Parasitic masculine societies in Afghanistan

Zarlasht Safi

Traditionally, eight of March is considered to be the focal day to celebrate gender equality, sisterhood and women empowerment worldwide.  With the arrival of International Women’s Day, a stagnated gender equality progress was reported by the World Bank. Yet, this stagnation is of a very alarming level in Afghanistan. We live in the times of permacrisis and gender equality is completely overshadowed by other priorities as energy crisis, climate change and multiple wars. The term permacrisis which consists of ‘permanent’ and ‘crisis’ is more suitable for gender equality than any other crisis when it comes to the Afghan women. Afghan women and girls are deprived of their basic human rights, dreams and it seems that this struggle is permanent. Afghanistan is the only country in the world that has banned girls from attending primary and secondary education. Also, access to higher education, work and participating in public life is a luxury for women in the current authoritarian regime.

The current society is changing at an unprecedented pace toward a woman unfriendly parasitic masculine society where women merely act as reproductive machines. How is this society parasitic? One would ask. This is the case, because a woman as an individual doesn’t have an existence or identity. Just a year ago, Afghanistan had a model parliament in the region, with a majority of 40% women as members of parliament. An achievement that was replaced with the absolute number of zero with the arrival of the Taliban. Moreover, when the Taliban spokesmen were asked about the position of the mothers in Islam and participation of women in politics; they simply replied that their sons will ensure their rights in the parliament. Most often,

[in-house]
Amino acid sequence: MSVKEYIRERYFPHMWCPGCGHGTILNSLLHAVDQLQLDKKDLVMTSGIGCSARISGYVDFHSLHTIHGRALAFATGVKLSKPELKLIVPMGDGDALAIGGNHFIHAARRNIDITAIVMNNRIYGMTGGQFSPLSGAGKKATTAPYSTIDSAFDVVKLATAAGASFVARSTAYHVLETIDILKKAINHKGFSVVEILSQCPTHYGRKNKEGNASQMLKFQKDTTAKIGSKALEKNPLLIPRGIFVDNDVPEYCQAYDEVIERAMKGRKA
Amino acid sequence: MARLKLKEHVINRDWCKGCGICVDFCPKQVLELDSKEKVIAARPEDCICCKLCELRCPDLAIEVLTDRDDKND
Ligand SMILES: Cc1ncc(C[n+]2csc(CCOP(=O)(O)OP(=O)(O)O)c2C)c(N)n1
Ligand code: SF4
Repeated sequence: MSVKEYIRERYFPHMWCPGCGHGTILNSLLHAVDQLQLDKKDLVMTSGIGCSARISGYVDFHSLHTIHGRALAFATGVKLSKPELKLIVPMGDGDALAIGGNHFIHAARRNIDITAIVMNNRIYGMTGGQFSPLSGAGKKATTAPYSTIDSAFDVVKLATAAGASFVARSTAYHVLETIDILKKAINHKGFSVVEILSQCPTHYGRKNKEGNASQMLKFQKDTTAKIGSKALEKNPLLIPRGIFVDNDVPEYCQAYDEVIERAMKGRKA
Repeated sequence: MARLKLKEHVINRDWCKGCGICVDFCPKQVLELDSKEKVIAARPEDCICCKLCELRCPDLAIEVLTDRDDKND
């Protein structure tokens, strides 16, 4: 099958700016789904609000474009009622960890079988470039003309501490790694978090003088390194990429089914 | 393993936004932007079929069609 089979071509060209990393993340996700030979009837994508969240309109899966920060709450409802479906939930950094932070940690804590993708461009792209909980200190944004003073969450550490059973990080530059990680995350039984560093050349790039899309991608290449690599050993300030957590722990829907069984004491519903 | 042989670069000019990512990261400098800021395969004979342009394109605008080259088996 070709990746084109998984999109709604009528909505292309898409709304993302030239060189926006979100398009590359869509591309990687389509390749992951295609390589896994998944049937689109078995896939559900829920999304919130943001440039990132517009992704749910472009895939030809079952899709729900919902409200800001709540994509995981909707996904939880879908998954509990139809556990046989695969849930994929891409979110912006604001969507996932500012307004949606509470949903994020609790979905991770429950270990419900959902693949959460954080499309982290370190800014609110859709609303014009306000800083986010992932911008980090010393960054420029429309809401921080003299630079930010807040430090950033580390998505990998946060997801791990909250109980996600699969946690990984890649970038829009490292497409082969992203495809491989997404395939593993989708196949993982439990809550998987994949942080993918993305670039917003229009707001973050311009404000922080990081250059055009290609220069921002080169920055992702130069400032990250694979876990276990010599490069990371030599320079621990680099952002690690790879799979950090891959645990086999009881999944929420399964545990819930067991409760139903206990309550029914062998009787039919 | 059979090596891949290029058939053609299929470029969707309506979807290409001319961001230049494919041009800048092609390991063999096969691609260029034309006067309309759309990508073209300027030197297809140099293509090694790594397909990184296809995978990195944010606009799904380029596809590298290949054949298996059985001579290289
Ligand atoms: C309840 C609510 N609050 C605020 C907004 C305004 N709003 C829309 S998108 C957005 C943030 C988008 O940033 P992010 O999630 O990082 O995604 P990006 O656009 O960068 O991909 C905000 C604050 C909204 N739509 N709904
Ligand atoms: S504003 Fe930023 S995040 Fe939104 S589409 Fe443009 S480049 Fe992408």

the word culture is used to justify this behavior, but the current regime is completely alien with the Afghan culture. For instance, one of the four important imams in the Islamic history Imam Abu Hanifa who was a persian speaking resident of the Charikar city is named after his mother. This emphasizes the respect and position that the habitants of this country have and had for their women. Even among Pashtuns, genealogical books testify that some of the more famous and powerful tribes such as the Afridi or Ghilzay are connected to the rest of the Pashtuns by maternal lineage. In the case of Ghilzay’s Bibi Matu is considered to be the mother of all Ghilzay’s and the Mati tribe in the Bitani branch is named after her. This is unique since the Ghilzay tribe is the largest Pashtun tribe in Afghanistan.

Another remarkable parasitic characteristic of the current regime is their misusage of woman as an asset, and how the political structure uses women to feed itself. If they want to pressurize the international society, they used women rights as scapegoat. A woman has no existence in their society, but women football and cricket funds were used to empower men sport. Therefore, from a feminists point of view, the participation of the national cricket team in Australia would have been wrong. The same struggle is fought in football field. A former women football national team captain, Khalida Popal started a lawsuit against FIFA, because the women football funding were delivered to Taliban without any pardon.

The solution is clear and easy. Societies can’t reach their full potential when half the population is deprived of their basic rights. An uneducated mother will deliver an uneducated son to society.  A society  without freedom and equality is a prison and won’t last long, because a country with an illiterate majority will create unbalances  and fragile in society